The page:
M.G. Zimeta


29 August 2018

At the Khmer Rouge Tribunal

Hun Sen, whose Cambodian People’s Party took every seat in the national assembly in last month’s elections, is the world’s longest-serving prime minister (since 1985). His recent electoral victory was assured in November 2017, when Cambodia’s Supreme Court dissolved the main opposition party after the government filed a lawsuit accusing it of conspiring with foreign powers to stage a revolution. Forty years ago Hun Sen was a Khmer Rouge battalion commander. Fearing a purge, he fled to Vietnam in 1977; he returned in 1979 with Cambodian rebel forces and the Vietnamese Army which overthrew Pol Pot’s regime. The Extraordinary Chambers in the Courts of Cambodia was set up in 1997 to try ‘the most senior’ surviving Khmer Rouge leaders, or those ‘who were most responsible’ for the atrocities committed under Pol Pot.


13 September 2016

In John Lewis

London Fashion Week will begin on Friday, and with it comes the usual dismay about the thinness of the models and the impact of this on women and teenagers – including the models themselves. The Women’s Equality Party (founded last year) has launched the #NoSizeFitsAll campaign to challenge the UK fashion industry to do better. One of its demands is for Fashion Week to include models of UK size 12 and above. (Size 12, though smaller than average, is considered 'plus-size'.) 'The softly, softly approach has been tried for years and is not working,' the manifesto says. Well: not for women, anyway. Nearly a year ago I complained about the mannequins at the entrance of the ladies’ department in John Lewis on Oxford Street. ‘It’s nothing to do with us, it’s head office, you’ll have to fill in a complaint form,’ the sales assistants told me. A few months earlier, Topshop had been publicly shamed for its ‘ridiculously thin’ mannequins after a customer’s open letter went viral.


2 March 2016

Democrats Abroad

Super Tuesday didn’t begin at 6 a.m. in Virginia, USA, but at 12.01 a.m. in Wellington, New Zealand, which declared for Bernie Sanders over Hillary Clinton by 21 votes to 6 (with one spoiled ballot). Since 1988, Democrats Abroad – members of the Democratic Party who live overseas – has been considered a state in the presidential primaries. It sends 21 delegates to the Democratic National Convention, only slightly fewer than Wyoming, North Dakota or Alaska. (Republicans living abroad have to vote by absentee ballot in their home state.) In 2008, DA was among a handful of states on Super Tuesday to declare overwhelmingly for Obama, who until then had been more or less tied with Clinton.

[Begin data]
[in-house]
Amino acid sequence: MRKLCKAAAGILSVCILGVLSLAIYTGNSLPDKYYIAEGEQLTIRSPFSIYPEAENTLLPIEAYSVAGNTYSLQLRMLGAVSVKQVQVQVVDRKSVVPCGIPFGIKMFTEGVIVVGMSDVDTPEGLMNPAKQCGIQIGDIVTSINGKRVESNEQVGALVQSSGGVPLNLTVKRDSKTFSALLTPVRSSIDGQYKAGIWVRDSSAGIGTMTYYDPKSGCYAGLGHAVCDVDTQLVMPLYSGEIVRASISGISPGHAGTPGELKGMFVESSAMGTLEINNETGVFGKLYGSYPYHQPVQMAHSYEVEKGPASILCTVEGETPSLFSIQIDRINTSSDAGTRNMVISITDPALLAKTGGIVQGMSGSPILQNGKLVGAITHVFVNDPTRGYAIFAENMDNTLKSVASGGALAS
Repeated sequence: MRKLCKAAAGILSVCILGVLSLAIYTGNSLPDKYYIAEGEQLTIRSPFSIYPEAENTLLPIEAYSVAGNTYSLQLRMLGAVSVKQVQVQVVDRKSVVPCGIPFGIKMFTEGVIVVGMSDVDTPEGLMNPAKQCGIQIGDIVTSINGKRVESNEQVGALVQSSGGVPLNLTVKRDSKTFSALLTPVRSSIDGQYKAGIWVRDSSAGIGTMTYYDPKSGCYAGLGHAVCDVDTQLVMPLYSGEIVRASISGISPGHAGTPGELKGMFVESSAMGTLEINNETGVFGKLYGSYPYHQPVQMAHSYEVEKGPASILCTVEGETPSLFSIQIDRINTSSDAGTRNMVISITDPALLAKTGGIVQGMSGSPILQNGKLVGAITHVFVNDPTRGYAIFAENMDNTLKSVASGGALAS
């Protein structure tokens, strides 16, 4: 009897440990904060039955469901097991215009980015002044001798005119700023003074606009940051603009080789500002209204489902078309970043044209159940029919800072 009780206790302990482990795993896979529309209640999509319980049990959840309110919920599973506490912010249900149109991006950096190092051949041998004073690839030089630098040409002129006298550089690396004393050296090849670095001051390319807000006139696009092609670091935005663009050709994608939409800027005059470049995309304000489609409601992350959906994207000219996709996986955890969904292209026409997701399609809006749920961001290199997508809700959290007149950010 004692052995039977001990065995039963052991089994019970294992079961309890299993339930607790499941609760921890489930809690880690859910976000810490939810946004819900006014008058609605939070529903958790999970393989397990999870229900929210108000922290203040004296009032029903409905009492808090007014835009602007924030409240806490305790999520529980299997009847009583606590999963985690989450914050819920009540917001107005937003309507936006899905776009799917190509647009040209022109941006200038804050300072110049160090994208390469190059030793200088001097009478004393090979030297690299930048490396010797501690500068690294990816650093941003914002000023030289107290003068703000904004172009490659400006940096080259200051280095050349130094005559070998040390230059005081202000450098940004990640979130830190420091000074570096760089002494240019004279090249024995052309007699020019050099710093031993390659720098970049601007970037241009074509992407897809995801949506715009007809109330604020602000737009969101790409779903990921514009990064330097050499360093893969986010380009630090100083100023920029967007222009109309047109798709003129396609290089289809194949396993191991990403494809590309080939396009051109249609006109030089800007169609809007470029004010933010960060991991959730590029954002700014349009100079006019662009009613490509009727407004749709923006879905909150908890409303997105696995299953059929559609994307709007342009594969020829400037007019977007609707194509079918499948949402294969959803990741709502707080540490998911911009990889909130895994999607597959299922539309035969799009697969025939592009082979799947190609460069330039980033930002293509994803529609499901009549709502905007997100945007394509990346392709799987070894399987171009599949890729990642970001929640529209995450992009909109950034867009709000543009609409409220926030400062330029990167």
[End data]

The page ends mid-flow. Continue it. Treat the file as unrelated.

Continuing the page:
9 October 2015

Politicians’ Poets

‘Comrades,’ Jim Callaghan told the Labour Party Conference in his first speech as leader in 1976, ‘there is a line of poetry which is a good line for socialists, even if it was not intended to be: “A man’s reach should exceed his grasp/Or what’s a Heaven for?”’ He was quoting Browning’s ‘Andrea del Sarto’. A line of poetry intended to be good for socialists might have been found in Brecht, but Browning would be more familiar, and less alienating, to the wider audience beyond the party.


15 June 2015

Did it have to be the hair?

‘Going with the natural look as I start my 36th year,’ said the caption above a series of selfies of a woman with caramel-coloured skin and a loose afro (type 3b/3c), admiring the silhouette of her hair from different angles. Rachel Doležal is reported to have published the photos on Facebook in November 2013, around the time she was elected president of her local chapter of the NAACP. Last week it transpired that Rachel Doležal’s skin shade and hair texture might be the result of a spray tan and a wig, rather than the natural complexion of a person with African or African American heritage in her immediate family history. It appears that Doležal is a white woman who has gone out of her way to pass as black: ‘our’ hair, she said in a lecture on the history and politics of African American hair – while seemingly wearing an afro wig over her naturally straight, blonde hair.


3 August 2011

Swartz v. United States

Last month, Aaron Swartz, a 24-year-old digital activist, internet analyst and anti-corruption researcher, was criminally indicted by a grand jury in Massachusetts for downloading millions of articles from the research database JSTOR. If convicted he faces a fine of up to a million dollars and a prison sentence of up to 35 years. ‘Stealing is stealing,’ the district attorney said, ‘whether you use a computer command or a crowbar, and whether you take documents, data or dollars.’